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Crystal Bridges Acquires an Early Sam Gilliam Drape Painting

Crystal Bridges is thrilled to announce the acquisition of Mazda (1970), an early drape painting by the renowned artist Sam Gilliam. For more than 60 years, Gilliam has pushed the limits of traditional painting. In the 1960s, he received international acclaim for his drape paintings as he continued to explore abstraction through works that jumped off the wall, an exploration that would continue throughout his career. His mixed media work, Black and Golden Door (1996), was a gift to the Crystal Bridges collection in 2016, and Gilliam was featured in Soul of a Nation: Art in the Age of Black Power, which was on view at Crystal Bridges in 2018.

Mazda reveals the power of Gilliam’s experimentation in this massive abstract work that cuts a striking profile on the gallery wall. At more than 11 feet tall and 7.5 feet wide, it envelops viewers standing in front of it. Gilliam turned away from the traditional painting conventions of tightly stretching canvas over stretcher bars to create his drape paintings. For Mazda, he removed the stretchers completely so that the canvas hangs from a single screw and cascades downward in a collection of drapes. 

Overlaid with brighter yellow acrylic paint on top of muted purples, pinks, and blues, Mazda presents a variety of surface textures in addition to the light and shadow play resulting from the work’s many folds. This arresting spectacle of color and texture creates a gravitating and soaring presence in the gallery.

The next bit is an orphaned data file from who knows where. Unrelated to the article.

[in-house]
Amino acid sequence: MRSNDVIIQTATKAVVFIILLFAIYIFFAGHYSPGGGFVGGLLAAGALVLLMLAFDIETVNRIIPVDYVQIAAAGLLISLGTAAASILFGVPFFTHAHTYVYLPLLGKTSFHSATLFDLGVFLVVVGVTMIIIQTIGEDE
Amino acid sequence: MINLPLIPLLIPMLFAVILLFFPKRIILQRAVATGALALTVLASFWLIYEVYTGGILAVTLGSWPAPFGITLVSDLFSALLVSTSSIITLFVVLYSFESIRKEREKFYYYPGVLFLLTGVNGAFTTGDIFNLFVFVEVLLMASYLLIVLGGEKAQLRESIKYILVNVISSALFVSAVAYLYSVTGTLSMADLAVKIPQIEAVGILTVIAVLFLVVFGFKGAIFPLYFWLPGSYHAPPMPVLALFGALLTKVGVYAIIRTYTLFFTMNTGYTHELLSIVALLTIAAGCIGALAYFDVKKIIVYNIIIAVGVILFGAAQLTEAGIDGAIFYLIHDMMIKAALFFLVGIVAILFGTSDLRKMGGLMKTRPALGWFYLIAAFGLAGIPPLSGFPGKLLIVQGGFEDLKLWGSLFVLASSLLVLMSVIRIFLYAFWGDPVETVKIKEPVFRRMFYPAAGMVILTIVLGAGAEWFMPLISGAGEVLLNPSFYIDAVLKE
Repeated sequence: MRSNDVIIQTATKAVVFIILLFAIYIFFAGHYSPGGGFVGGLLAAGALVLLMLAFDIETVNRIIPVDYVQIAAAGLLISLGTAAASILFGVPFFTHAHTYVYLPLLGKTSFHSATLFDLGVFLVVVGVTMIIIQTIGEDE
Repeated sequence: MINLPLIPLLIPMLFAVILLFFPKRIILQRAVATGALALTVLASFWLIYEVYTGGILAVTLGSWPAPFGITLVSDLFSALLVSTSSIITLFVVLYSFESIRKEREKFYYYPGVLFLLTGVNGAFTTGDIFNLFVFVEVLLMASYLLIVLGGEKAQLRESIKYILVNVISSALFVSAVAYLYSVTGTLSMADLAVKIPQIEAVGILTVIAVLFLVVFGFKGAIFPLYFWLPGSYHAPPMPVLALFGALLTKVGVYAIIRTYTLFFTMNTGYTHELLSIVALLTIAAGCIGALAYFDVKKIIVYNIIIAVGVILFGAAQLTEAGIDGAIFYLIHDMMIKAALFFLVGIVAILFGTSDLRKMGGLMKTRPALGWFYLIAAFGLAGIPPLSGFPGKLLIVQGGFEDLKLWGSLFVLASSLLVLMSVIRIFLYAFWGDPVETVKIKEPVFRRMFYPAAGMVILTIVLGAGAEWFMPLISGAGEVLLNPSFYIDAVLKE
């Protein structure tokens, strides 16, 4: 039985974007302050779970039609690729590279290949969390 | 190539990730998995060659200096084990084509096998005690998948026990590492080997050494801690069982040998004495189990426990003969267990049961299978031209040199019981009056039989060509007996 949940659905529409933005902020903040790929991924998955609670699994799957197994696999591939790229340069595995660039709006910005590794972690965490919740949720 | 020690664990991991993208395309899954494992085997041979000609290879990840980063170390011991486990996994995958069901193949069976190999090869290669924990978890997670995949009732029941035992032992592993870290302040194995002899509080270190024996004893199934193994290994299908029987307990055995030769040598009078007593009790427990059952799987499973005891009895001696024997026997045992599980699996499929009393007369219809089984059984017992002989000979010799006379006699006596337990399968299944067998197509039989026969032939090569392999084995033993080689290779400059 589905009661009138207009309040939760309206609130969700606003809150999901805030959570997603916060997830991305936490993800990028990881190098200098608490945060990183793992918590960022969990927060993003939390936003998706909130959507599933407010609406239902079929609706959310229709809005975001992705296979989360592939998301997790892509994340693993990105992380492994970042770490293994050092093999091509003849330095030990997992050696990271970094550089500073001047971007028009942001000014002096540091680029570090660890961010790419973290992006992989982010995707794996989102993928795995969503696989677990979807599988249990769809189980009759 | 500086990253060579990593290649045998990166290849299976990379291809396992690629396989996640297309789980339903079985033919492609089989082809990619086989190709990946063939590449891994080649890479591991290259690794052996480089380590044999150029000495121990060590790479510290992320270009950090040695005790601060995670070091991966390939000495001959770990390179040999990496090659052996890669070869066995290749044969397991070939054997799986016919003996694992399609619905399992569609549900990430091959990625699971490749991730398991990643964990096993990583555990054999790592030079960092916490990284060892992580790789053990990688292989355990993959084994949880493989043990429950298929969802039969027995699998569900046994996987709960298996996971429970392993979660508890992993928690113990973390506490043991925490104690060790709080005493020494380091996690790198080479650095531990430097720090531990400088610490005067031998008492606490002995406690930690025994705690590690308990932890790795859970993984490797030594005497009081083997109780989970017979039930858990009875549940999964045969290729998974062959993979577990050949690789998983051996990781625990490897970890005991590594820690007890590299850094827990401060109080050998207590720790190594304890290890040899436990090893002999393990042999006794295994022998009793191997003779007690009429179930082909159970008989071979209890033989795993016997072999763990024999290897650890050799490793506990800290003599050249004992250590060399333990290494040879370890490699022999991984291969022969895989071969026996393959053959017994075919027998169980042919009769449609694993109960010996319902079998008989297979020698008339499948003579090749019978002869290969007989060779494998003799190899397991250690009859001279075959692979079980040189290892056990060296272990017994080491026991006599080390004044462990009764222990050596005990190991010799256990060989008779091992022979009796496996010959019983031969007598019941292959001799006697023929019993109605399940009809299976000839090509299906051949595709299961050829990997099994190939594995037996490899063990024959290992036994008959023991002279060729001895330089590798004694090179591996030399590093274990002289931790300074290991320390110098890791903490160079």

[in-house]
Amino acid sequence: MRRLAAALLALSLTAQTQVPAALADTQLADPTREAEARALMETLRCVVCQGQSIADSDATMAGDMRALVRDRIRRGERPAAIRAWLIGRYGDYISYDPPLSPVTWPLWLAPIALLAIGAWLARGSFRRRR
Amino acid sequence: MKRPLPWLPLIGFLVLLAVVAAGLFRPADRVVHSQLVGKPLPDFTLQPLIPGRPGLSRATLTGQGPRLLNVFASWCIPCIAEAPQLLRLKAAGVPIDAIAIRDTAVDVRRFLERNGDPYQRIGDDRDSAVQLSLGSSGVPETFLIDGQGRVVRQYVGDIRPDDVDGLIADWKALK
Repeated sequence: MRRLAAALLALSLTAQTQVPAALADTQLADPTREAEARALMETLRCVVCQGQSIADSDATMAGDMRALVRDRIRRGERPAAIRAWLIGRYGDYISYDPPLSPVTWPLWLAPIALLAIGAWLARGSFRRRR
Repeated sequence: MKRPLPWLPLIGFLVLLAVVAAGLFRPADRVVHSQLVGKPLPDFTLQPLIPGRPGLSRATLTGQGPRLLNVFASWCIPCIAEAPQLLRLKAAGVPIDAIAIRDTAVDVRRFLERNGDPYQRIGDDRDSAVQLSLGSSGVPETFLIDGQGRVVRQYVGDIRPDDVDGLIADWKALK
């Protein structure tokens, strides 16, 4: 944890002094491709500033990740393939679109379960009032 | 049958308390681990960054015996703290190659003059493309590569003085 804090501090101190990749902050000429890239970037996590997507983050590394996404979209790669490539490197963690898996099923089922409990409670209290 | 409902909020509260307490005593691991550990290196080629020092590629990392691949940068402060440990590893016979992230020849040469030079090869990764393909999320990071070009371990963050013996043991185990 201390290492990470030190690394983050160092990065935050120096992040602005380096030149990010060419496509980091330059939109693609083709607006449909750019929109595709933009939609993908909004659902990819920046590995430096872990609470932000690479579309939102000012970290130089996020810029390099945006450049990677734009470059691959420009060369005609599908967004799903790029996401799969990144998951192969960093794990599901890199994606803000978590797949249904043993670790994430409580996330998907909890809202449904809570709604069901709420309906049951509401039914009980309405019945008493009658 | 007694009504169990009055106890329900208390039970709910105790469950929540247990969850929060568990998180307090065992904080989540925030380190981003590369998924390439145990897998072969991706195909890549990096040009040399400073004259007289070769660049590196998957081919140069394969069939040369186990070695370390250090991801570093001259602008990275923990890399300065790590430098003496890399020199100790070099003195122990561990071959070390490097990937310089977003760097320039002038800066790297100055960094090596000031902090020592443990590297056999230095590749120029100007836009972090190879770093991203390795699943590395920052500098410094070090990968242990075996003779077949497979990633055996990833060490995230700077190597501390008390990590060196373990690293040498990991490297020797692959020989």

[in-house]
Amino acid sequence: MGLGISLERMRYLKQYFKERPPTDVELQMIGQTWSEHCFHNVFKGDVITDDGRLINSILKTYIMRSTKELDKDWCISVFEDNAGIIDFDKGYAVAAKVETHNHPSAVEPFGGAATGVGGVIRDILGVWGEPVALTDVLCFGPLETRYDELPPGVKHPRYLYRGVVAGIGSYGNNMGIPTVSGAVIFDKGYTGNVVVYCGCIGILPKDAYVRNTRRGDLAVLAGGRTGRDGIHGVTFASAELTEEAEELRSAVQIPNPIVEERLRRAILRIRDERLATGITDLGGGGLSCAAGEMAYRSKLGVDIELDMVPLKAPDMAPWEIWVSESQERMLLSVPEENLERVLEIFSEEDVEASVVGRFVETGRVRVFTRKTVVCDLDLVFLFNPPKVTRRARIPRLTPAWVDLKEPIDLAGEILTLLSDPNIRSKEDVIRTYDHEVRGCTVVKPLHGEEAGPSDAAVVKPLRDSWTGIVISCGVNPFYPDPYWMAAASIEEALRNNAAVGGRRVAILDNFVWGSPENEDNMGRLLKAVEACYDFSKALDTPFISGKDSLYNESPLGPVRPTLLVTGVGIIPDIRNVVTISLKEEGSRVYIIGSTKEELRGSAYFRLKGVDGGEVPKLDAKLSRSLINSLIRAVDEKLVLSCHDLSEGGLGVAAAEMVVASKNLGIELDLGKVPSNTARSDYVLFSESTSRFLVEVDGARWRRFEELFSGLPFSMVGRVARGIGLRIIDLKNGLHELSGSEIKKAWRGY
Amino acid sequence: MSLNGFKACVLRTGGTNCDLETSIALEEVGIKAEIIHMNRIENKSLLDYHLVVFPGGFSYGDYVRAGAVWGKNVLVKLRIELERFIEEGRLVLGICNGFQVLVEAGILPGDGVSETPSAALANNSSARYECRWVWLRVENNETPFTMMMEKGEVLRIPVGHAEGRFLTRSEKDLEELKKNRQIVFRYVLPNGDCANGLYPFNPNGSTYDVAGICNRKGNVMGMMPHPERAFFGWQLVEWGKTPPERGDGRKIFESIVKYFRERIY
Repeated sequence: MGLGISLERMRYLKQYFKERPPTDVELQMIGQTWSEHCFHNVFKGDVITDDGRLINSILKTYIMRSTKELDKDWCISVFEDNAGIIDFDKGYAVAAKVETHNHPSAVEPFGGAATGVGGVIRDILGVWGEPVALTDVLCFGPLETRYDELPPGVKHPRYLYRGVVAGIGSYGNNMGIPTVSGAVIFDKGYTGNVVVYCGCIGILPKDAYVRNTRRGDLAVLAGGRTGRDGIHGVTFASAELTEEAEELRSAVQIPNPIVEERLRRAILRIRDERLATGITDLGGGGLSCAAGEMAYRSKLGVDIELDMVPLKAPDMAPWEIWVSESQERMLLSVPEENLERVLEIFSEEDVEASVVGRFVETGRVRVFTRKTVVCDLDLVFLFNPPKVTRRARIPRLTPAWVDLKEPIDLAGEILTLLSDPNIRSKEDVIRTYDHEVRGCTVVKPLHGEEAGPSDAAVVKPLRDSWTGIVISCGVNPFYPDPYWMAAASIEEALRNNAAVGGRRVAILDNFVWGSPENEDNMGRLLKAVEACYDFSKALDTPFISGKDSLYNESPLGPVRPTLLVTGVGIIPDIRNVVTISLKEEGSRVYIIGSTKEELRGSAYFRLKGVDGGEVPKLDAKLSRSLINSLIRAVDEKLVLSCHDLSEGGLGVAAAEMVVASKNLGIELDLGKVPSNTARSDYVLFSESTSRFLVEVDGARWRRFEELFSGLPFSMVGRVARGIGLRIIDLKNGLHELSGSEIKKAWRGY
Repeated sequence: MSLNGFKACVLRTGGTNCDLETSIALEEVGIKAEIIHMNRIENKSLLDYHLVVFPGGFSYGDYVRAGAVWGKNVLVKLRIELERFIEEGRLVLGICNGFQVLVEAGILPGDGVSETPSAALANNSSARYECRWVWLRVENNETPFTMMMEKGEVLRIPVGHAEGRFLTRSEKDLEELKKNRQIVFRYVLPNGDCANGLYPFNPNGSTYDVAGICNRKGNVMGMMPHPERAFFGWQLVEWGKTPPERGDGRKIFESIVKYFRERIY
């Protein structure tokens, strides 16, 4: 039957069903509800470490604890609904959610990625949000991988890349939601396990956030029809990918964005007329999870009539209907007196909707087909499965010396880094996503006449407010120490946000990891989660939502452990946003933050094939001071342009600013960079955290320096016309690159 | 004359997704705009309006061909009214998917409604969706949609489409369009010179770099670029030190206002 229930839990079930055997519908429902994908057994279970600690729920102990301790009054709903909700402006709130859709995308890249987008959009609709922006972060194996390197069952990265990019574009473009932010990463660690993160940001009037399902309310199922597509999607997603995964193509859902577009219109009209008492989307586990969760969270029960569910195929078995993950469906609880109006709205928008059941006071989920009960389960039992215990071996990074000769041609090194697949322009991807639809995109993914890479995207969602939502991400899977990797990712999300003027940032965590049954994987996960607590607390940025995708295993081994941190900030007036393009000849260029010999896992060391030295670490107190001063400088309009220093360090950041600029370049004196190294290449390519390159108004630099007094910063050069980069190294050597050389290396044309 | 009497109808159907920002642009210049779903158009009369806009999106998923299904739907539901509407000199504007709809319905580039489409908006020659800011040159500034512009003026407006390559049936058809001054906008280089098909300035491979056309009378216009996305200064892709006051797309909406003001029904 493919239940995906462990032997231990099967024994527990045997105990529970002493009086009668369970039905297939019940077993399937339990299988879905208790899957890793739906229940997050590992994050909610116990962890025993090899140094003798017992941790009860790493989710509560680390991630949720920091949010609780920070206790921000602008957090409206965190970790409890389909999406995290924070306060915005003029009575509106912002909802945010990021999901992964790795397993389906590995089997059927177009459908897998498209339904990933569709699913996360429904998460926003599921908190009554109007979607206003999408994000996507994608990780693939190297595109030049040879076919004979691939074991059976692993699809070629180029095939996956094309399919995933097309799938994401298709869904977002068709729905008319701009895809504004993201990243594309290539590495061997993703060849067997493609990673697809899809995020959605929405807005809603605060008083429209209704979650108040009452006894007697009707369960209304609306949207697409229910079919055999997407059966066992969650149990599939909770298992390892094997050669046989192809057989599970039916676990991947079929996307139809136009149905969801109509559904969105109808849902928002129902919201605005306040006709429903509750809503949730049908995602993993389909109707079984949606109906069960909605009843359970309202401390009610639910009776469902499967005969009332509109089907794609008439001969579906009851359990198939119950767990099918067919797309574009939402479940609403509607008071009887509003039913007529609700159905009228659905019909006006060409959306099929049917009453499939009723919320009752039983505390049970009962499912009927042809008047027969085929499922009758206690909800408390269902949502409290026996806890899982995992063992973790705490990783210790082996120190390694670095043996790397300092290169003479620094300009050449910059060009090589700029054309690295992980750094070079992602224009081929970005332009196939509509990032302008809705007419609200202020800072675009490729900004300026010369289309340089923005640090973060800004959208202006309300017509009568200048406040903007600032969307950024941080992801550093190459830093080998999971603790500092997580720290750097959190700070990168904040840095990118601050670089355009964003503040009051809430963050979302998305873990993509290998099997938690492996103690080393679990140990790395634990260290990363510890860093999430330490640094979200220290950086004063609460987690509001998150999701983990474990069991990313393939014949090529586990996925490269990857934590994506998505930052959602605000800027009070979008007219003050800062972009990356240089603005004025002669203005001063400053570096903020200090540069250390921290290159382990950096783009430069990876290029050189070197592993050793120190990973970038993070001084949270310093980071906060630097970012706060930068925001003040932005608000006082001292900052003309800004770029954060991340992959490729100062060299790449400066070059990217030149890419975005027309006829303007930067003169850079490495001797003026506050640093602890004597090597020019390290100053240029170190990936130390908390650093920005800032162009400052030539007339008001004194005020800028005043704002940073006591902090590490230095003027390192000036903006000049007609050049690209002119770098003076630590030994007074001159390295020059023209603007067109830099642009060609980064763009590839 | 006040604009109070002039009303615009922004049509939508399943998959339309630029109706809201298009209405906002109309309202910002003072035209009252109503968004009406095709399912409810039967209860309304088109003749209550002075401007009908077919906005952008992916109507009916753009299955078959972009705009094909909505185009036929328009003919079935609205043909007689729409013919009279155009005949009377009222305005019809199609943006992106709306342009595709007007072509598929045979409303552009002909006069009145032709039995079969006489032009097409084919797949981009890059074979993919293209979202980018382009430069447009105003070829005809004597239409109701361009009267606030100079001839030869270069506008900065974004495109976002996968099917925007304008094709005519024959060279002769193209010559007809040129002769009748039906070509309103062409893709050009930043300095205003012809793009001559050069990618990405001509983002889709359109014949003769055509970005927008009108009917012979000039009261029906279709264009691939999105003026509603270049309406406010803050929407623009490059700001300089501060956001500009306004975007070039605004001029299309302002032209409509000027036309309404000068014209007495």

Mazda is now on view in the Contemporary Art Gallery.

Sam Gilliam (b. 1933, Tupelo, Mississippi), Mazda, 1970, acrylic on canvas, installed: 135 × 90 in. (342.9 × 228.6 cm), Crystal Bridges Museum of American Art, Bentonville, Arkansas, 2020.12.

About Sam Gilliam

Gilliam has lived and worked in Washington DC throughout much of his life and was associated with an artists’ group called the Washington Color School alongside artists such as Alma Thomas, Morris Louis, Kenneth Noland, and Gene Davis. These artists were known for their abstract, simplified works featuring bright, vivid colors. 

Artworks by Gilliam can also be found in the collections of Art Institute of Chicago, The Museum of Modern Art, The Metropolitan Museum of Art, San Francisco Museum of Modern Art, The Smithsonian, and the Dallas Museum of Art among over 50 public national and international collections. Gilliam has been the subject of solo exhibitions at Kunstmuseum Basel, Switzerland (2018); Phillips Collection, Washington DC (2011); Corcoran Gallery of Art, Washington, D.C. (2005), J.B. Speed Memorial Museum, Louisville, Kentucky (1996); Whitney Museum of American Art, Philip Morris Branch, New York (1993); The Studio Museum in Harlem, New York (1982); and the Museum of Modern Art, New York (1971), among many other institutions.

 

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